It’s going to be a long time before India becomes a nation of shopaholics

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For all the excitement over India’s booming consumer economy, the country’s shoppers are still frugal in buying clothes.

India’s spending on apparel and footwear is expected to hit $70 billion by 2020, up from $63 billion for the year ended March 2017, according to a new report by retail insight company Fung Global Retail and Technology. Indians spent $645 billion on retail overall in the same year. In per capita terms, though, India still trails other major economies and BRIC nations. For instance, in 2015, per capita apparel consumption in India was just $45, compared to $172 in China.

By 2025, India’s per capita spend is expected to jump to $123, but it won’t be catching up with the rest of the world anytime soon.

“That means (apparel consumption per capita) will still be lower in 2025 than it was in 2015 in the other BRIC nations and many of the world’s large developed economies…” the report says.

That’s because India’s much-talked about retail explosion is still a relatively new phenomenon, and largely urban.

For years, Indians relied on traditional wear and local brands for their wardrobes. Of late, however, foreign companies such as Zara, Gap, and H&M have brought in much more options, capitalising on growing disposable incomes and changing tastes in big cities. While affluent and aspirational urban Indian households are now more willing to spend on branded clothing and shoes, there’s a whole other segment that remains out of reach: Close to 67% of India’s population still lives in villages, where spending huge sums on western clothing is hardly a priority.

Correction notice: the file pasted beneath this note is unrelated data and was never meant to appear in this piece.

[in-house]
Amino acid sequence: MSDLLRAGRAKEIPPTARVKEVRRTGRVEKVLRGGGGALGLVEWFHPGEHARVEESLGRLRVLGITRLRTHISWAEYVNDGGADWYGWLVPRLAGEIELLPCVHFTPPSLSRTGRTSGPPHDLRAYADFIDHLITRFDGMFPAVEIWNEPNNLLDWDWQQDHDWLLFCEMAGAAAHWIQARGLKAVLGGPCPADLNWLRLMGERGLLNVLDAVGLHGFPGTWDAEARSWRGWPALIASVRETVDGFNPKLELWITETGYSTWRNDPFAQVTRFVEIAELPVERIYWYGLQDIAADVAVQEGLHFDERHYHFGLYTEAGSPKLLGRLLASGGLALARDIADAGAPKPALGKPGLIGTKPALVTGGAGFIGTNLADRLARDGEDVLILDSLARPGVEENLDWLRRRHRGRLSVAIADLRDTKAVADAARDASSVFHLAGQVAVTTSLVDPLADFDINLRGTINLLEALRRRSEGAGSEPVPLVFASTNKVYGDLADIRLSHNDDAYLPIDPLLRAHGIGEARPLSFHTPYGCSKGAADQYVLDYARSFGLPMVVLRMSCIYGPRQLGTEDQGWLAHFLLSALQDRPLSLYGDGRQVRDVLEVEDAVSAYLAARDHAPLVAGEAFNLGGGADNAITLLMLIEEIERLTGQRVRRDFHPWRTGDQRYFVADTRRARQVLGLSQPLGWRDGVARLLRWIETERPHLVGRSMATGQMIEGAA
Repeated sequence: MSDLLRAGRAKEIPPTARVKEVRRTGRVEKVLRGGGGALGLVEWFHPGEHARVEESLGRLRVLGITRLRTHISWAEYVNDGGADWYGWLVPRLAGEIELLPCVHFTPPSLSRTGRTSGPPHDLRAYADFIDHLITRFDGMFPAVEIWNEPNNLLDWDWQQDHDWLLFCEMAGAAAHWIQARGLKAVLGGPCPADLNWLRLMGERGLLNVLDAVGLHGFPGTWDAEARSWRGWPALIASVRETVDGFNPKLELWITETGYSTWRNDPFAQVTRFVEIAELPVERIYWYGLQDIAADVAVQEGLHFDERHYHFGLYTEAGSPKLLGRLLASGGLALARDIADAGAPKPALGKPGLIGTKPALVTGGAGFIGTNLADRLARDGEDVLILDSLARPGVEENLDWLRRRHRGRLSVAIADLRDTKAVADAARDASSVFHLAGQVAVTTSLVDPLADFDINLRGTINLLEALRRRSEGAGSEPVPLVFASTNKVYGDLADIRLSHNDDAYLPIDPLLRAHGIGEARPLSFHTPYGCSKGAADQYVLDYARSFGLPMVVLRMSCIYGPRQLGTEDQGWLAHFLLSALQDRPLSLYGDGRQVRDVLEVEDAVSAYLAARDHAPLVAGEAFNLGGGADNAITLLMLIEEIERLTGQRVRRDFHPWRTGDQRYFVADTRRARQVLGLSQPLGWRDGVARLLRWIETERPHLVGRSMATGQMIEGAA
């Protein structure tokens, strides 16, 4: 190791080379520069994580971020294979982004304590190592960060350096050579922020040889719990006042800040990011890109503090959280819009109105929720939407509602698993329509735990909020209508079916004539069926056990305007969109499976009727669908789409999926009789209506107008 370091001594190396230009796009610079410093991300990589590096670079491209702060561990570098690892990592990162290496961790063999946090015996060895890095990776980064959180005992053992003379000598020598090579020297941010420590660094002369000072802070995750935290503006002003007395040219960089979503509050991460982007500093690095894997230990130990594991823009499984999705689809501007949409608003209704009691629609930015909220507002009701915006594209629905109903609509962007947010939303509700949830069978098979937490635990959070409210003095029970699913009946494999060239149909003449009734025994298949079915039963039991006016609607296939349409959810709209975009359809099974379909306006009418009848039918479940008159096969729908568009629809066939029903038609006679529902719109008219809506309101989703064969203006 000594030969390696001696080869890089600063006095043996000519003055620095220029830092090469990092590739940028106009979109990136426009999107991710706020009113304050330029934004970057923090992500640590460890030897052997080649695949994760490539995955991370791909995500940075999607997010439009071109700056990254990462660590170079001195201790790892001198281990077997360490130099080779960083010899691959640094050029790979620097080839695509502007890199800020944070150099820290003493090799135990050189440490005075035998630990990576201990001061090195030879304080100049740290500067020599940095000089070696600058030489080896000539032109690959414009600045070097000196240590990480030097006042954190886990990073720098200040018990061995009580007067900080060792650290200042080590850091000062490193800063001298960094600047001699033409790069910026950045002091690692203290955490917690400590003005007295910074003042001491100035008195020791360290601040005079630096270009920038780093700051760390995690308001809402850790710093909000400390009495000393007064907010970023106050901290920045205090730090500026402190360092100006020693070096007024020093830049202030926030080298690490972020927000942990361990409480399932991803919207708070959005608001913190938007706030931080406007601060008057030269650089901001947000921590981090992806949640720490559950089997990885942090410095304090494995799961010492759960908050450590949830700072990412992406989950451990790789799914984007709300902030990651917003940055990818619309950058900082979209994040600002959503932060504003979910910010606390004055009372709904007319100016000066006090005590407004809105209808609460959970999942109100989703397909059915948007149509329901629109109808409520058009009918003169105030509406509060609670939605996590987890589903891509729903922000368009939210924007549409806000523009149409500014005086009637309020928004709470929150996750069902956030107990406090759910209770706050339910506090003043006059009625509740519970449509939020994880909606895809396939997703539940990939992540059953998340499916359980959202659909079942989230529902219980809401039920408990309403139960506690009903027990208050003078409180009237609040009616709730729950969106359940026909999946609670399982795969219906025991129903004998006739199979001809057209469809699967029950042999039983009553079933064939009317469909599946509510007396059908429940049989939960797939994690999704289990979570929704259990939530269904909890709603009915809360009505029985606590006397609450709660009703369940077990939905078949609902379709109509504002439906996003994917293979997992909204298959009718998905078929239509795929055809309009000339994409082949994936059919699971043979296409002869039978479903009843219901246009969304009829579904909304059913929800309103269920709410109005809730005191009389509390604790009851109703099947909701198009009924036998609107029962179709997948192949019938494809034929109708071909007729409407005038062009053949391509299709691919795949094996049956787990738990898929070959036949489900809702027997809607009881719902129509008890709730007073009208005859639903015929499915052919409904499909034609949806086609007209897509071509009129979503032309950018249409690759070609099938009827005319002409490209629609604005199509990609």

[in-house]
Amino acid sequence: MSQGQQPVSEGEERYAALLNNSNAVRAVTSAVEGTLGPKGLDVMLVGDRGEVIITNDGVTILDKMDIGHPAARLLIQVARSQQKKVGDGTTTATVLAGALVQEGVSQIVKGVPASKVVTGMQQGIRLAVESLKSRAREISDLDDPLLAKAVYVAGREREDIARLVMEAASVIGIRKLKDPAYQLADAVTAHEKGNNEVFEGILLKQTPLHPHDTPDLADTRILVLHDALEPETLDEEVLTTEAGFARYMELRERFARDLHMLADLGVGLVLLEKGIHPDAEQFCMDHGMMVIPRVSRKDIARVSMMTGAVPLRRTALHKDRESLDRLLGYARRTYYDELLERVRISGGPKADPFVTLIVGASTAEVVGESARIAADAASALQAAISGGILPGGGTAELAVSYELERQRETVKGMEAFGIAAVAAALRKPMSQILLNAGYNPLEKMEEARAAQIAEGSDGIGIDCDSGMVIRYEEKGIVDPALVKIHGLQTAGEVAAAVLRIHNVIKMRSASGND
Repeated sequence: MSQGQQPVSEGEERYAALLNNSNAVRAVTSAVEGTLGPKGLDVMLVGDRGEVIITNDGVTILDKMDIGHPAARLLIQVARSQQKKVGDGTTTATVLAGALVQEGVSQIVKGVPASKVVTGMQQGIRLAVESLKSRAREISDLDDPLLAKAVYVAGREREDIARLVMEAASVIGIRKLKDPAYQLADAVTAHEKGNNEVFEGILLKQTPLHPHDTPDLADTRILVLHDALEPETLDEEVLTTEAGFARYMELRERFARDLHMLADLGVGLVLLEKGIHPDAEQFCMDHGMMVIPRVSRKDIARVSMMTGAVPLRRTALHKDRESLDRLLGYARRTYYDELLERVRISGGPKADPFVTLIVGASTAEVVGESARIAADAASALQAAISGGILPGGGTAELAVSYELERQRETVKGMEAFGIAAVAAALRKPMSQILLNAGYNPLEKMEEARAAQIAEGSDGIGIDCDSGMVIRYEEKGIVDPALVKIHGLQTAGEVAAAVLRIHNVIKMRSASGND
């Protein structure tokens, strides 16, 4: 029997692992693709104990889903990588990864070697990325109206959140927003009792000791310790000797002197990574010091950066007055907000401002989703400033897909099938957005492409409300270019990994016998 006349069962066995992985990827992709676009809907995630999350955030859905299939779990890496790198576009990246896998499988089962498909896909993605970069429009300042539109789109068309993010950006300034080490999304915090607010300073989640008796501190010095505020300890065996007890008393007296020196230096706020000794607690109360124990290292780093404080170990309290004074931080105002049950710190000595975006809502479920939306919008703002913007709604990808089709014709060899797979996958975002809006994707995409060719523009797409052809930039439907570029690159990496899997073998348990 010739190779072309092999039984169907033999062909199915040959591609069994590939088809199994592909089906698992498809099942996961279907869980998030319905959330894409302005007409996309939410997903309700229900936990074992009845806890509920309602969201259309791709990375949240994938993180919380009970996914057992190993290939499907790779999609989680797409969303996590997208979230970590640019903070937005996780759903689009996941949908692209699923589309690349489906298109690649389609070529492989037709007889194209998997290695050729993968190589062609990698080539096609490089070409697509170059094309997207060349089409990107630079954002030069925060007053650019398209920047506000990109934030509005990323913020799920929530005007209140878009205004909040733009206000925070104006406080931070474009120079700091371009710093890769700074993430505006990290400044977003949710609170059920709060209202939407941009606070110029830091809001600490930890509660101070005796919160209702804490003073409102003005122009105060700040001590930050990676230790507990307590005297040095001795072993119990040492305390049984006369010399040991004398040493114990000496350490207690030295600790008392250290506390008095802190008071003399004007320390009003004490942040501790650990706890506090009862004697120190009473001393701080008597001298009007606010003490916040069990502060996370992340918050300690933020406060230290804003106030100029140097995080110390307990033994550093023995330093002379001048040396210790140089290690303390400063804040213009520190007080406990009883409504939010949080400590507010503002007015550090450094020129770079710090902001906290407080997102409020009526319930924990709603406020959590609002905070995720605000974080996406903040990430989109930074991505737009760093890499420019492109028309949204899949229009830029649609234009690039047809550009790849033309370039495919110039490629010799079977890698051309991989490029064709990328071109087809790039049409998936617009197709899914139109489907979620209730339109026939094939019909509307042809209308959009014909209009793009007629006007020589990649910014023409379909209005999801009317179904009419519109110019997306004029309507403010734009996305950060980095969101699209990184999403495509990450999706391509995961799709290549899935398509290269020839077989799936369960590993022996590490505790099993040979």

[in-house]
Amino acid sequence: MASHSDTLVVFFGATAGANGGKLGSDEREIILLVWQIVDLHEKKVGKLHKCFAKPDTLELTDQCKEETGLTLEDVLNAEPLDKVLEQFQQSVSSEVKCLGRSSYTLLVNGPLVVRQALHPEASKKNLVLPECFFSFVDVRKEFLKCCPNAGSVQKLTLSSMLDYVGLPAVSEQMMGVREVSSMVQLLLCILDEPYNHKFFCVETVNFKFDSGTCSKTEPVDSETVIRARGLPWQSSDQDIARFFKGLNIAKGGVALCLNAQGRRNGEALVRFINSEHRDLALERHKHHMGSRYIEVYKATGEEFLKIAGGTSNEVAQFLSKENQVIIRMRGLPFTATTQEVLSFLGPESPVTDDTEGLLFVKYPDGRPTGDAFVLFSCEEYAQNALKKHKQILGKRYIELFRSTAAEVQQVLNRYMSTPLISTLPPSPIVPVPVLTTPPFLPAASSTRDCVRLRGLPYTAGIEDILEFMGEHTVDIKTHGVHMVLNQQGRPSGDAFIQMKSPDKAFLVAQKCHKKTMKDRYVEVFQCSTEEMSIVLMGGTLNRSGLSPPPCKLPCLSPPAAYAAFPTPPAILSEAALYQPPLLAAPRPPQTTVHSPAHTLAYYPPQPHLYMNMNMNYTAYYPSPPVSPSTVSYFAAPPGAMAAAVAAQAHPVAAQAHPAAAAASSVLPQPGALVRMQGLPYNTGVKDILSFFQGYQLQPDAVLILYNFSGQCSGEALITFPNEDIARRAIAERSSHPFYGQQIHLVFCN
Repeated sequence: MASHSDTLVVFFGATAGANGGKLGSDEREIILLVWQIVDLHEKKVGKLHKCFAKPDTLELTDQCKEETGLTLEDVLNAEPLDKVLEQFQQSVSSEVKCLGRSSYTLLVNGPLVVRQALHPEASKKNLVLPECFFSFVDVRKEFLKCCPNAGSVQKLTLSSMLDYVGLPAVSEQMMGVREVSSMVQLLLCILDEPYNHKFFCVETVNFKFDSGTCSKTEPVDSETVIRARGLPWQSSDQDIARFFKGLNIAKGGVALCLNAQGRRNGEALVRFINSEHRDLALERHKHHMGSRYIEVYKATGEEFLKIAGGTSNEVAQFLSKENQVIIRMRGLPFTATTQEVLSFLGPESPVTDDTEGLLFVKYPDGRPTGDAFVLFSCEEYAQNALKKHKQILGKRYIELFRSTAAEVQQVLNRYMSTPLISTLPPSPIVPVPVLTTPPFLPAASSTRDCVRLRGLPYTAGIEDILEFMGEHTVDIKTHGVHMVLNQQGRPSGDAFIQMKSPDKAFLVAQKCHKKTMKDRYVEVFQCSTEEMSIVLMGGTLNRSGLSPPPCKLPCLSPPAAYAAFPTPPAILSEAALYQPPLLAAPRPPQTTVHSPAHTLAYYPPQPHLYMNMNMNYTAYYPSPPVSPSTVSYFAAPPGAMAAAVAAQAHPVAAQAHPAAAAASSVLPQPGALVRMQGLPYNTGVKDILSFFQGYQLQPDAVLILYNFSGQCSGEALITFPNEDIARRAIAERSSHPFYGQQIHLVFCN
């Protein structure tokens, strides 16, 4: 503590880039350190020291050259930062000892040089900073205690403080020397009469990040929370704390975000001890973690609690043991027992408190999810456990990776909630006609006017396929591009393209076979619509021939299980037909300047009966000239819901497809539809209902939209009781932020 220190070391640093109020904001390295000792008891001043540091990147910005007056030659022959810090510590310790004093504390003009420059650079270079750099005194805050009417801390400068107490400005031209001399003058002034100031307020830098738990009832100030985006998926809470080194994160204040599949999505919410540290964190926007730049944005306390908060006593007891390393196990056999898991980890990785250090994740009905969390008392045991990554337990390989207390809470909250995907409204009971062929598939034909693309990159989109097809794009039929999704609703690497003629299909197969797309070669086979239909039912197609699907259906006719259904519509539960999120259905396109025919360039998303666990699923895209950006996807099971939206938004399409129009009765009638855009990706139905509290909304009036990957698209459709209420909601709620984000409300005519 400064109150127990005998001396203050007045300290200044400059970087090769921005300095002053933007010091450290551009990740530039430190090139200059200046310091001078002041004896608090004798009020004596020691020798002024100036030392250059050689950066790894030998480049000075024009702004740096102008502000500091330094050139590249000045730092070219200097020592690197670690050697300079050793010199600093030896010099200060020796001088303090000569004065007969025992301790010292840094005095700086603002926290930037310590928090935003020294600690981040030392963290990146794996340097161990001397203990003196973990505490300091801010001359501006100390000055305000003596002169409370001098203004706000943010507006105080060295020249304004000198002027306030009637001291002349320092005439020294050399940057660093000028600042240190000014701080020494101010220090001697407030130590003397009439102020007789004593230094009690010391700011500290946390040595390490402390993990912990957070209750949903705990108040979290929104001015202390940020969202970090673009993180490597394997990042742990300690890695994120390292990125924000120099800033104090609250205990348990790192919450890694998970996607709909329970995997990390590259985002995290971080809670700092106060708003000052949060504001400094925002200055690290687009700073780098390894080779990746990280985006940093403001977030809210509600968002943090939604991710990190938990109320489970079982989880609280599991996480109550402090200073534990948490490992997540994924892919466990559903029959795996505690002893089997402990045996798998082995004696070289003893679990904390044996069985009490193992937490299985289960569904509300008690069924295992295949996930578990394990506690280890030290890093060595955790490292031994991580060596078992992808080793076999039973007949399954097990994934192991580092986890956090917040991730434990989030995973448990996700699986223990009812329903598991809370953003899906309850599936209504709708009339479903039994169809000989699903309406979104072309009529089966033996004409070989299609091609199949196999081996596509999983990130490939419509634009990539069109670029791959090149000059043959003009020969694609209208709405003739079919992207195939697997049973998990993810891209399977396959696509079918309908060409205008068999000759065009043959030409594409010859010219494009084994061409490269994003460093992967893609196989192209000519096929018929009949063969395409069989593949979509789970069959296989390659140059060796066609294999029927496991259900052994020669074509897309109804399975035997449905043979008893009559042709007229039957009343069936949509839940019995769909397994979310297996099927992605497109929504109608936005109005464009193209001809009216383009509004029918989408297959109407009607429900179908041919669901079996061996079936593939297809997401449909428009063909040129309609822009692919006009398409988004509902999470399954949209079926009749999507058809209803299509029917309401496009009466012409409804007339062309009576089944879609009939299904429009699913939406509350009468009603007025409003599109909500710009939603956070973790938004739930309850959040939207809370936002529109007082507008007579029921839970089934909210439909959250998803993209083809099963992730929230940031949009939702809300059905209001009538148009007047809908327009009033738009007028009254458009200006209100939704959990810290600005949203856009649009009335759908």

Moreover, India lags far behind other countries when it comes to retail infrastructure, with a shortfall of good quality malls and shopping spaces. Nearly 89% of shopping in India still occurs at traditional neighbourhood stores, Fung noted in its report, adding that the country ranks the lowest among the major markets when it comes to the modernisation of the retail industry.

That means it’s going to take a long time before India’s per capita spending on discretionary items matches that of other nations.

But there is a silver lining: India’s demographics. The country is home to a massive population of young people, and Fung expects this will help companies sell even more denims and dresses in the years to come.